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Employers need to be wary of the dangers of employee burnout

I wrote in December last year about the dangers of burnout and statistics that were coming out of the United States. A recently released Auckland University of Technology study of 1000 people following last year’s alert level 4 Covid-19 lockdown has confirmed the problem is also widespread in New Zealand.

Workplace burnoutThe study found 11 per cent of the workers were suffering from burnout. The figure goes to 31 per cent if you include workers who are dangerously close to burnout.

Professor Jarrod Haar told the media that those in the study with burnout were ending up with high job anxiety, high depression, and they would not be sleeping well. He added they might have physical pain and would not be performing on the job.

Haar gave what he called the four key indicators for burnout. They were emotional exhaustion, feelings of indifference to your job, lack of emotional control and having trouble staying focused.

Haar said the people the survey identified as at risk were serious cases. There were lots of GP visits and, of course, medication. The social and financial costs would be enormous.

Those worst affected were those aged under 29 (200 per cent more likely to be burnt out), managers who volunteer to cover staff (219 per cent more likely to be burnt out), essential workers and workers in big firms (about 150 per cent more likely to be burnt out).

The results were different with companies that prioritised caring for employees than those that did not. The worst group of firms were more than three times as likely to have burnt out workers than the best group of firms.

If you went to bed tired and exhausted that might not be such a problem but if you woke up like that then it was a red flag, Haar said.

He emphasised the importance of participation and consultation in occupational health, and said everyone should be involved – management, employees, unions health and safety representatives.

Burnout is not a new problem in New Zealand, although these new statistics are alarming. In 2002, the Court of Appeal delivered a judgment in a leading case on the breakdown of health through stress.

Christopher Gilbert retired on medical grounds from his employment as a probation officer in 1996 at the age of 50. Apart from four years, he had been a probation officer since 1971. He retired because of heart problems and depression. Two years later he was diagnosed as being 90 per cent disabled.

Gilbert brought proceedings in the Employment Court. His employer had various statutory obligations including to be a good employer; to provide good and safe working conditions; and to take reasonable precautions for the health and safety of workers.

Later, with changing legislation, there was an obligation to put in place effective methods for identifying hazards to employees. The employer was required to take all practicable steps to eliminate, isolate or minimise significant hazards.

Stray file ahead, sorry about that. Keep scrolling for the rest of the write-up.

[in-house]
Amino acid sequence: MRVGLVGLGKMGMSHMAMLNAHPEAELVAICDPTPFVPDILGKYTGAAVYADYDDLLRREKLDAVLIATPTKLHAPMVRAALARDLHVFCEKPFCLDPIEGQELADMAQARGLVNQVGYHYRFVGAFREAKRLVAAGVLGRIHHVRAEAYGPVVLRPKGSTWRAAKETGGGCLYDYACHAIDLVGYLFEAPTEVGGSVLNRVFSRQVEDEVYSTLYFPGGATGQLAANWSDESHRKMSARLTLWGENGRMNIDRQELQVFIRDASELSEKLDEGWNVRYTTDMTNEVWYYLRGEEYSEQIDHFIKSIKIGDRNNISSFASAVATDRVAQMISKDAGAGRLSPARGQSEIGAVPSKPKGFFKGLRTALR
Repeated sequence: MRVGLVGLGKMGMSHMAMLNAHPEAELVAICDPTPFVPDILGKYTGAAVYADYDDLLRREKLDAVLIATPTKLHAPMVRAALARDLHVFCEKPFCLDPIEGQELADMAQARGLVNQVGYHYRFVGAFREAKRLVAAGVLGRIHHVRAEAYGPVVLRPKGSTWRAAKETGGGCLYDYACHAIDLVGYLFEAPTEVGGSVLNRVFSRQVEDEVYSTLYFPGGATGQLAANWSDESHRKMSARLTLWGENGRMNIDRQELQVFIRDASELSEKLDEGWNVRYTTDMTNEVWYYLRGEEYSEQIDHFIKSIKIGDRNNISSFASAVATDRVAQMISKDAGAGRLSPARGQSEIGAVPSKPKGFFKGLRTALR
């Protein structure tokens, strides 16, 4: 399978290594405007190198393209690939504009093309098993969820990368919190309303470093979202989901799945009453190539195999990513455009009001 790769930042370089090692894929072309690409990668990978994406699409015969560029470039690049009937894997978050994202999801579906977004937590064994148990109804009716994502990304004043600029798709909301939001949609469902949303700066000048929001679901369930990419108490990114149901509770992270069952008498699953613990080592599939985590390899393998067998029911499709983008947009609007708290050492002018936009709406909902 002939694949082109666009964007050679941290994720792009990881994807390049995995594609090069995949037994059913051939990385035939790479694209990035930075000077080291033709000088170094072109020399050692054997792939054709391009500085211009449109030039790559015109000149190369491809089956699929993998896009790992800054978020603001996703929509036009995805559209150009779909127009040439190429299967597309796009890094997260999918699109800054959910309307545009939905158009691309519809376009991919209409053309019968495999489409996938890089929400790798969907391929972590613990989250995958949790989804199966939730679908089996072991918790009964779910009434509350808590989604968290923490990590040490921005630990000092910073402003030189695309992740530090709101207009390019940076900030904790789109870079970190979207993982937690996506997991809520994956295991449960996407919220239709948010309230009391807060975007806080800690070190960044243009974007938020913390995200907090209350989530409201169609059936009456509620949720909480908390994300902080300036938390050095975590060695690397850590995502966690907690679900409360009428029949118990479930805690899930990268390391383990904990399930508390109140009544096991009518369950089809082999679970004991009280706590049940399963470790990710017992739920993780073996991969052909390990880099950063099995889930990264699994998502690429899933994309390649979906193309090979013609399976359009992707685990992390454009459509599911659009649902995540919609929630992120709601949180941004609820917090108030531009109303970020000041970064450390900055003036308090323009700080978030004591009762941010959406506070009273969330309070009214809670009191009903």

Gilbert also claimed that implied terms in the contract relating to trust and confidence being a good and considerate employer had been breached. The Employment Court found the Department of Corrections had breached several obligations and that Gilbert’s claim should succeed.

In the Employment Court the judge held that Gilbert was exposed to stress with consequential harm arising out of his workload, failures of management, and office and resource deficiencies. His injury arose not just from stress necessarily inherent in his work as a probation officer, but from avoidable additional pressures of workload office dysfunction and inadequate resources.

Gilbert had argued that there was chronic understaffing in the Probation Service office he worked in, among other things. This understaffing had affected his health very badly. The department’s breach of its contractual duties had caused Gilbert’s health to be damaged and that led to his resignation on medical grounds. He could not resume his employment. All of this was foreseeable.

The Court of Appeal, through Chief Justice Dame Sian Elias, trimmed back some of the damages awarded in the Employment Court but even allowing for that, the awards to Gilbert were extremely high. Deservedly so.

Gilbert still ended up with an award of damages for future lost income. He was awarded lost remuneration and $75,000 general damages for humiliation, anxiety and distress. A damages award for loss of career prospects of $50,000 and exemplary damages of $50,000 were both reversed in the Court of Appeal.

The obligations on employers to protect their workers’ health and safety have only increased since the time of the Gilbert case. Responsibility rests not only with the employer but also with the directors of the employer company. The worker has obligations too.

Employer obligations do not disappear because people are working from home. The employer’s obligations remain to ensure, so far as is reasonably practicable, the health and safety of its workers.

The AUT study provides a clear reminder that employers need to be wary of the risk of burnout among their staff, particularly given the increased pressure many people have been under since the emergence of Covid-19.

It is important to monitor the health of employees to see that they do not end up with their health damaged or destroyed in the way that Gilbert’s was.

Those employers that take a caring approach with their staff are likely to have a healthier and more effective team.